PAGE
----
Wilmar said Greenpeace’s objection wasn’t raised as a grievance at the HCSA and thus “didn’t follow due process.” The company also said Greenpeace’s demand had grown to having all companies barred from assuming the co-chair position, something that Wilmar said “goes against the HCSA’s own Terms of Reference.” Those terms require the leadership of the HCSA to be shared between an NGO member and a grower member.
Wilmar said there appeared to be a “singling out of the grower membership” at the HCSA.
“This ongoing objection on all growers has left a void in the balance of decision making within the HCSA,” Wilmar said.
Rodrigues said Greenpeace had raised its objection in a process in which it “did not need to be lodged as a grievance.”
“It was based on concerns that any plantation grower member candidate should be in compliance with HCSA membership requirements to run,” she said.
WWF Indonesia’s Aditya said Wilmar should have maintained its membership if its real concern was over the governance of the HCSA, including the requirements to become HCSA members.
“I think Wilmar’s reasoning is not really valid considering that we’ve scheduled a discussion [on the issue of governance] today [April 7],” he said. “As a result, we suspect that the timing of the resignation has been calculated to avoid [their] responsibilities, such as providing data on high carbon stock [areas], including those of Wilmar’s suppliers, and [Wilmar] haven’t paid their membership fees either.”
A follow-up meeting was scheduled for April 8 to finalize the membership requirements, addressing the very issue at the center of the dispute between Wilmar and the Greenpeace.
Aditya said that as an organization with members from agribusiness, civil society and environmental watchdogs, it was to be expected that some would raise concerns over the HCSA’s governance.
“What’s not normal is that as the issue is being discussed, and Wilmar was also [involved] in the process, they just quit,” he said.
Greenpeace also questioned Wilmar’s justification for dropping out. It said the company had failed to provide evidence to the HCSA that it was actively implementing the principle of “no deforestation, peat, exploitation” (NDPE) throughout its supply chains, and thus quit to avoid responsibility, according to Grant Rosoman, senior adviser of global forests solutions for Greenpeace International.
“[Wilmar] are resigning because they don’t want to be held to their [NDPE] commitments,” he said as quoted by Eco-Business.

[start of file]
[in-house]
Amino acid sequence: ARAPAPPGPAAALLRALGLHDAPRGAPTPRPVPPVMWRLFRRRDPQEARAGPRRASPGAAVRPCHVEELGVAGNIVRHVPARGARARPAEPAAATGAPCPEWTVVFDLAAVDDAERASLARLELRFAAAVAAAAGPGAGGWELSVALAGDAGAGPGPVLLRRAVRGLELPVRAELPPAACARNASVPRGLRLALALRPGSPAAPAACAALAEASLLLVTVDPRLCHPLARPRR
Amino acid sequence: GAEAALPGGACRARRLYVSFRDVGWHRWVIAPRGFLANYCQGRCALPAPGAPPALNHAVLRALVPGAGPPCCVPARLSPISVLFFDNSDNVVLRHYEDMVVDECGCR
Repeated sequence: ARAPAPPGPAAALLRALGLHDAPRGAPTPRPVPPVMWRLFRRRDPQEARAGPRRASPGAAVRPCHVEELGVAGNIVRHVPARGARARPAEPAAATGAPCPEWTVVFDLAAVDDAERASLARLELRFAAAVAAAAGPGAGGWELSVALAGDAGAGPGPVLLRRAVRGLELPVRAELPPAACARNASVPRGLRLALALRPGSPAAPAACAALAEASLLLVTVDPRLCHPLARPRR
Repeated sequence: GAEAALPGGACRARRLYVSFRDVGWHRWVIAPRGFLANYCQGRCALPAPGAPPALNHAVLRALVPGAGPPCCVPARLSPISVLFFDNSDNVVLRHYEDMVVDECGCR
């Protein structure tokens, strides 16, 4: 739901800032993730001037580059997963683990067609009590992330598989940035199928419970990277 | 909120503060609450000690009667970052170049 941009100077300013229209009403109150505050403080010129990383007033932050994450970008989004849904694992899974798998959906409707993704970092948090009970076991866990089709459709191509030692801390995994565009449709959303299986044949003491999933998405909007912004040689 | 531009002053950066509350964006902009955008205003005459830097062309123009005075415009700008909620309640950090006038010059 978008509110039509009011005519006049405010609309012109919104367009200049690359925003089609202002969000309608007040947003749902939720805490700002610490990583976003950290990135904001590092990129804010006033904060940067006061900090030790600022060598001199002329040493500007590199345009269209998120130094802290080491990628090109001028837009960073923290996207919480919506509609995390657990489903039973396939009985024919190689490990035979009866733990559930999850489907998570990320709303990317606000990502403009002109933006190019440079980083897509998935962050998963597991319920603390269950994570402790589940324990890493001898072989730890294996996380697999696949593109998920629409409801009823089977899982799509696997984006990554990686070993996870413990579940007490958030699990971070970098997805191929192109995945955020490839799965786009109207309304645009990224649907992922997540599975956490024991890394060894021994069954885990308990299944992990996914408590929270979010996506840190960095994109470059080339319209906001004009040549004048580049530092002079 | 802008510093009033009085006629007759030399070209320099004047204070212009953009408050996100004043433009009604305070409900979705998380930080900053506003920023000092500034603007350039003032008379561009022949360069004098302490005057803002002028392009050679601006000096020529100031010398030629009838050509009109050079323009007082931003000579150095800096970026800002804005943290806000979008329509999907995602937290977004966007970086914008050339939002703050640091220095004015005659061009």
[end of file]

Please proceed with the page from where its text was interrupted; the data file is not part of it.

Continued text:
“Instead of demonstrating real progress to end fires and deforestation in its supply chains, it has chosen to quit and criticize HCSA,” Rosoman said.
Wilmar’s Trapshah said the company remained committed to using the HCSA methodology to distinguish forest areas for conservation from degraded lands. He said the HCSA toolkit has helped Wilmar determine areas where deforestation is happening, so that it can take action against the suppliers responsible. Wilmar has suspended 26 supplier groups to date due to non-compliance with its NDPE policy; 22 of them were involved in deforestation.
Trapshah said Wilmar would reconsider rejoining the HCSA as an active and contributing member once its concerns about the organization’s governance have been properly addressed.
“More importantly, we hope that our commitments to HCSA and sustainability as a whole will not be used to question or blindside our concerns surrounding the governance of the HCSA as an organization,” he said.
Rosoman, who is an executive committee member of the HCSA, said being a member meant Wilmar would be subjected to monitoring to ensure adherence to its conservation pledges.
“Now Wilmar won’t be obliged to supply data on where the areas of high carbon stock are in its supply chain that require preservation,” he said.
Trapshah said there’s no such requirement in HCSA’s criteria for steering group members.
Rodrigues said that HCSA membership requirements clearly stated that company members must actively implement the HCSA in their supply chains or have a moratorium in place “To demonstrate they are doing this requires evidence,” she said.
She also pointed out that HCSA’s membership eligibility requirements stipulate all steering group members to submit maps of operations, including plantations, forest cover, high carbon stock forest protected and high conservation value areas, mills, refineries and factories, as shapefiles to the HCSA steering group.
Trapshah said Wilmar is still an active member of the Roundtable on Sustainable Palm Oil (RSPO), the world’s largest association for ethical palm oil production, which requires its members to use the HCSA toolkit. He said Wilmar’s own estate concession maps have been made public through the RSPO process, with identified high carbon stock areas already reported to the HCSA.
Aditya, however, noted that not all of Wilmar’s suppliers are RSPO members and certified under the scheme.
“So these suppliers won’t be covered by RSPO obligations,” he said.
Banner image: Deforestation for oil palm in Malaysia. Image by Rhett A. Butler/Mongabay.